Bangladesh’s Tea Industry: History, Production, and Labor

Bangladesh, a country located in South Asia, is a significant producer of tea. It is the 12th largest tea producer globally, with a history of tea cultivation that dates back to British rule. Today, the country has 166 commercial tea estates, including some of the world’s largest working plantations, which account for 3% of global tea production and employ more than four million people. This article explores the history of Bangladesh’s tea industry, its current production, and the labor force involved in the cultivation of tea.


Tea cultivation in Bangladesh can be traced back to the Tea Horse Road connecting the subcontinent with China’s early tea-growing regions in Yunnan. Black tea cultivation was introduced in Bengal and Assam during the British Empire. The Assam Tea Company was established in 1839, and the first subcontinental tea gardens were established in the port city of Chittagong in 1840, using Chinese tea plants from the Calcutta Botanical Garden. Commercial cultivation of tea began in the Mulnicherra Estate in Sylhet in 1857. Tea was a major export of British Bengal, and the Assam Bengal Railway served as a lifeline for the industry, transporting tea from growers in the Surma and Brahmaputra Valleys to exporters in the Port of Chittagong. In the early twentieth century, local entrepreneurs founded their own companies, such as Syed Abdul Majid, Nawab Ali Amjad Khan, Muhammad Bakht Majumdar, Ghulam Rabbani, Syed Ali Akbar Khandakar, Abdur Rasheed Choudhury, and Karim Bakhsh. The Chittagong Tea Auction was established in 1949 by British and Australian traders.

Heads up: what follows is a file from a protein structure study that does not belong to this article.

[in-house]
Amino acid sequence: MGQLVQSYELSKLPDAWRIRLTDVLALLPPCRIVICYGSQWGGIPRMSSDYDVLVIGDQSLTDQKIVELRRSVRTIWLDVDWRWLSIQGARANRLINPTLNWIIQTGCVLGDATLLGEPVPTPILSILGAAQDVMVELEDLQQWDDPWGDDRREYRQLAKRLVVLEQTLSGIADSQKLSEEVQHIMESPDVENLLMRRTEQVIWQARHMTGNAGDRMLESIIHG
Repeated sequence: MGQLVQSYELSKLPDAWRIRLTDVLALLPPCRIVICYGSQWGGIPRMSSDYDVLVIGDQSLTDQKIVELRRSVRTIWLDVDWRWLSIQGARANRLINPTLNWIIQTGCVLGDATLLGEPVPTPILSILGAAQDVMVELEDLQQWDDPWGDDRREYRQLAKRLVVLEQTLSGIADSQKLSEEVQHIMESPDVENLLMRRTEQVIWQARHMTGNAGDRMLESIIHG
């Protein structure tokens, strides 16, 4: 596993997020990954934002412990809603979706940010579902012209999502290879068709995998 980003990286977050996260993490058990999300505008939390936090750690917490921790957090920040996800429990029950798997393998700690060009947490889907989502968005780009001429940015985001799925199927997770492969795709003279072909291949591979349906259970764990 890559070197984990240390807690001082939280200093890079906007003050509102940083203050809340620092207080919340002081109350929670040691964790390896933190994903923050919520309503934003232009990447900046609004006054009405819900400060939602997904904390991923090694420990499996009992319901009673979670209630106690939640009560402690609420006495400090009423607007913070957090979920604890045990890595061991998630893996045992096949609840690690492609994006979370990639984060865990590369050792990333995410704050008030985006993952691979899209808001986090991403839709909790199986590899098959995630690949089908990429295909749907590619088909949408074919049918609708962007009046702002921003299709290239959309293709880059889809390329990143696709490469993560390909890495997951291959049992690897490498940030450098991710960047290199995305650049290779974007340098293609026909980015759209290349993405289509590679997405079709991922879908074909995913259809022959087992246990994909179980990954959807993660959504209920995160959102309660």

Tea is the second largest export-oriented cash crop of Bangladesh, following jute. The industry accounts for 1% of national GDP. Tea-producing districts include Moulvibazar, Habiganj, Sylhet, Chittagong, Panchagarh, Brahmanbaria, and Rangamati. Once a major world exporter, Bangladesh is now a net importer of tea. The rise of the Bangladeshi middle class has increasingly driven the industry to focus on a lucrative domestic market. The sector is dominated by Bangladeshi conglomerates, including M. M. Ispahani Limited, Kazi & Kazi, the Transcom Group, James Finlay Bangladesh, the Orion Group, the Abul Khair Group, the Meghna Group of Industries, and Duncan Brothers Bangladesh Limited. In 2012, Bangladesh recorded its highest production of tea, at 63.85 million kilograms. The country has over 56,846 hectares of land under tea cultivation, up from 28,734 hectares in 1947. The government has begun to promote small-scale tea growers, particularly in the Chittagong Hill Tracts. The price of Bangladesh tea is determined at the public auction in Chittagong, and in March 2015, the international price of Bangladesh tea was US$2.40.


More than 300,000 plantation workers are employed in Bangladeshi tea gardens, with 75% of workers being women. Many are descendants of tribal laborers brought from central India by the British. They are among the lowest-paid in the country, with a daily wage of 120 taka (about $1.25).


Bangladesh’s tea industry has a rich history that dates back to British rule. Today, the industry accounts for a significant portion of the country’s GDP and employs millions of people. While the rise of the Bang

Leave a Reply